For a couple of months I had heard this commercial for voice recognition software that really had me wondering whether it could deliver on its promises. Dragon, the “NaturallySpeaking” software, promotes its product line by featuring a speechwriter who is demonstrating the software’s capabilities by transcribing an elaborate prose.
I had used two other similar software products in the past without any kind of success. I would say “number” and it would type “kitchen.” I was unimpressed. Yet, there was something about these commercials that left me excited every time. I had to try it.
So, in December, I went and purchased the Professional version of Dragon and installed it on my desktop. From the beginning, I could tell a drastic difference in this software’s ability to understand my dialect and tone, and easily interpret my commands.
As an individual who spends most of her time typing and writing long documents, I can truly appreciate a tool that saves time. Even though I can type 80 wpm, I am still open for something that will help me avoid that achy wrist issue in the evenings. I think I found my solution.
The Dragon software boasts the ability to quickly and easily help users create, edit and manage documents, while also allowing them to control a computer, including the mouse, applications, email, and more. I have to admit that I haven’t used the software to control the computer, so I can’t really speak to that functionality.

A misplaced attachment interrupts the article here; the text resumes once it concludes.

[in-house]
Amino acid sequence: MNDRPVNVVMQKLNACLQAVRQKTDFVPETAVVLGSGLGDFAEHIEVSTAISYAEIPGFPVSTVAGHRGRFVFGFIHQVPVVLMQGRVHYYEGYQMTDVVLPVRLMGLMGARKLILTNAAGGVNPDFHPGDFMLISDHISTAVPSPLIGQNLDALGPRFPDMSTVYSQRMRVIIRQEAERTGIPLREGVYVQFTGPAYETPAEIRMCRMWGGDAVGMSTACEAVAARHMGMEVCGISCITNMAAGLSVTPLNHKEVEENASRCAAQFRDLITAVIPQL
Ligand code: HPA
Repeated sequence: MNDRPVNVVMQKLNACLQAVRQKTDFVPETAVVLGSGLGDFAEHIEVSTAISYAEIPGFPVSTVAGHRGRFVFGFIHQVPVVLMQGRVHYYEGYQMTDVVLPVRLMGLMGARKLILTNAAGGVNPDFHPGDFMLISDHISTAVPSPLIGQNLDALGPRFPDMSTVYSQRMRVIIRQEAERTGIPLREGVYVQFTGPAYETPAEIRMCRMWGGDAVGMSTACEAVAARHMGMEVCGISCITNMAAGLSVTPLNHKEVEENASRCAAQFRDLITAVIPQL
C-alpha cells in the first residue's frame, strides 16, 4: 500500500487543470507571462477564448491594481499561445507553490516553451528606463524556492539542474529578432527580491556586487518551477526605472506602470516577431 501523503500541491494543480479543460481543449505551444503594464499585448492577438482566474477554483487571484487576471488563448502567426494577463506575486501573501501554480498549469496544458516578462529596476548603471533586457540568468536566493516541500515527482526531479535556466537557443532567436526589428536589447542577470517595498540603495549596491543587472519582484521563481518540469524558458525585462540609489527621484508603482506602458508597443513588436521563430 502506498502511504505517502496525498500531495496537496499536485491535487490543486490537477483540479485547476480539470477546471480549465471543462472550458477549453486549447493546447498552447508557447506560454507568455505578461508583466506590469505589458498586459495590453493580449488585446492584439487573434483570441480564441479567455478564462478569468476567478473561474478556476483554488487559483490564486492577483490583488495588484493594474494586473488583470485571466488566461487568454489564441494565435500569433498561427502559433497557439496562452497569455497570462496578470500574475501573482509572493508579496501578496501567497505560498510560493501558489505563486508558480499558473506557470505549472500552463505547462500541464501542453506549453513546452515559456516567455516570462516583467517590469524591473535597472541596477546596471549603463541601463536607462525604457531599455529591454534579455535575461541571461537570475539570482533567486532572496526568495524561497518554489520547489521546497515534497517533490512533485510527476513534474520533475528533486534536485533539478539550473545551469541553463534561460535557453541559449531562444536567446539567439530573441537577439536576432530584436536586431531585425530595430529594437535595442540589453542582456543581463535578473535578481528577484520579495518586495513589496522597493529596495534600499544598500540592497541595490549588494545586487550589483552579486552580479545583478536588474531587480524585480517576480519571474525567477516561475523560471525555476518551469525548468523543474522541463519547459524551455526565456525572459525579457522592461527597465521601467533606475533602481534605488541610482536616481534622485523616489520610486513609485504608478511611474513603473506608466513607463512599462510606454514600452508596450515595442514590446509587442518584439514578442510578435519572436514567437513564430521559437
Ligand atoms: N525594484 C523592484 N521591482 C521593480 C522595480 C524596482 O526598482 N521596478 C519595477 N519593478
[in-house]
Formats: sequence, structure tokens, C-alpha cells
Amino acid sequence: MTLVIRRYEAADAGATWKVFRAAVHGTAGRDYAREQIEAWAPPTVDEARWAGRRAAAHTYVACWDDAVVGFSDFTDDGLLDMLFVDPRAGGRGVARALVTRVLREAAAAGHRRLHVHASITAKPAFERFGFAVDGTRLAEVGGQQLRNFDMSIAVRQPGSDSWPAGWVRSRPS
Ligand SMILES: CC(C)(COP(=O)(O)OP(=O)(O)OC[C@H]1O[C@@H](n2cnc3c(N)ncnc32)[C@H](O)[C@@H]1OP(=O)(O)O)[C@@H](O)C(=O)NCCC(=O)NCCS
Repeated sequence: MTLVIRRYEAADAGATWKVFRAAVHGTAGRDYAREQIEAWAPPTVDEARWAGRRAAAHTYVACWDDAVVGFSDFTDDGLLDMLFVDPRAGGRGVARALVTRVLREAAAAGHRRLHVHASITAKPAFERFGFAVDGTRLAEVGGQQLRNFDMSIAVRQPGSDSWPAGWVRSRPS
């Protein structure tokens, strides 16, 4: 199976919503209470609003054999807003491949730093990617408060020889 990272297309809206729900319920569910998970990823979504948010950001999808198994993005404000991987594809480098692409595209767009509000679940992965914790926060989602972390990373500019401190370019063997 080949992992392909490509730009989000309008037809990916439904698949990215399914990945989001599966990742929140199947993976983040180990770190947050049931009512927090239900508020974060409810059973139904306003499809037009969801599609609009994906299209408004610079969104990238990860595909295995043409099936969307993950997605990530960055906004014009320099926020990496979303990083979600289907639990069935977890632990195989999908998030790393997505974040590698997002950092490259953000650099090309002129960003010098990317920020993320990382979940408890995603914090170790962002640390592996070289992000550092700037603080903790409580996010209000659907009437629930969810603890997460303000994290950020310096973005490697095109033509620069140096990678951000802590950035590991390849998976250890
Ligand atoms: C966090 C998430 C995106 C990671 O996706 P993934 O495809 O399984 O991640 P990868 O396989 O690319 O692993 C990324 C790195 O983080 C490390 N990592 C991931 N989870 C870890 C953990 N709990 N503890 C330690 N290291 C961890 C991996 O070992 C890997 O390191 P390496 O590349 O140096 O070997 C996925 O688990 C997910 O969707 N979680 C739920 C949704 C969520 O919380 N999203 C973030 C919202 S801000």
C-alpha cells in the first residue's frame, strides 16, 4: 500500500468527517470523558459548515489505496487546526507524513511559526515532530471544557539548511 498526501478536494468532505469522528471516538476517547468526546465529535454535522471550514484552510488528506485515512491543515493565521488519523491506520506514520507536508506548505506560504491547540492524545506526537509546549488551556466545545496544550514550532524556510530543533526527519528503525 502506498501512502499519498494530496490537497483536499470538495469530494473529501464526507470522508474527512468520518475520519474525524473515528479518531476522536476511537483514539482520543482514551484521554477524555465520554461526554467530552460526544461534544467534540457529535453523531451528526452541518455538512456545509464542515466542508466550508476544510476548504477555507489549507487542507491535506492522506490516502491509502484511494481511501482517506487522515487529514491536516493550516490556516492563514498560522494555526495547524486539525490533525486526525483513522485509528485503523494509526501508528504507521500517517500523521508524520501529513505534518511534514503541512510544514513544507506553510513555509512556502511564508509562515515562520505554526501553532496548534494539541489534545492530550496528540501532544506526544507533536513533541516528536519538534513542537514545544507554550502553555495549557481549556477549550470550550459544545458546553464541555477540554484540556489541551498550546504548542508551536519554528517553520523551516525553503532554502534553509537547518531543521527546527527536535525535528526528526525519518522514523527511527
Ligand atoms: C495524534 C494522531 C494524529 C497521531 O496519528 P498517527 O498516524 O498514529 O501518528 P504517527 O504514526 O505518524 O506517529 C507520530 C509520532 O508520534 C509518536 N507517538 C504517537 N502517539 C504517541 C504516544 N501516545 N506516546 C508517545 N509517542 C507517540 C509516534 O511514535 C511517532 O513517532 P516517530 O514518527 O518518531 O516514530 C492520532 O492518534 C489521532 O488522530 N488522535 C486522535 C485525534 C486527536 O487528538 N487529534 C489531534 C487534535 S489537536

What I can speak to its ability to understand my voice and put my thoughts to paper rather quickly. While your thought process is different than the one used to type, it’s still effective. What I mean by this is that you have to think to give commands like “begin quote”, “end quote”, and “period.” Other than that, however, it’s just as rapid as I’d hoped. I have written chapters of my new book as well as several articles and I can’t imagine going back.
The Dragon, NaturallySpeaking software gets a thumbs-up from me and a big recommendation to any computer-reliant writer.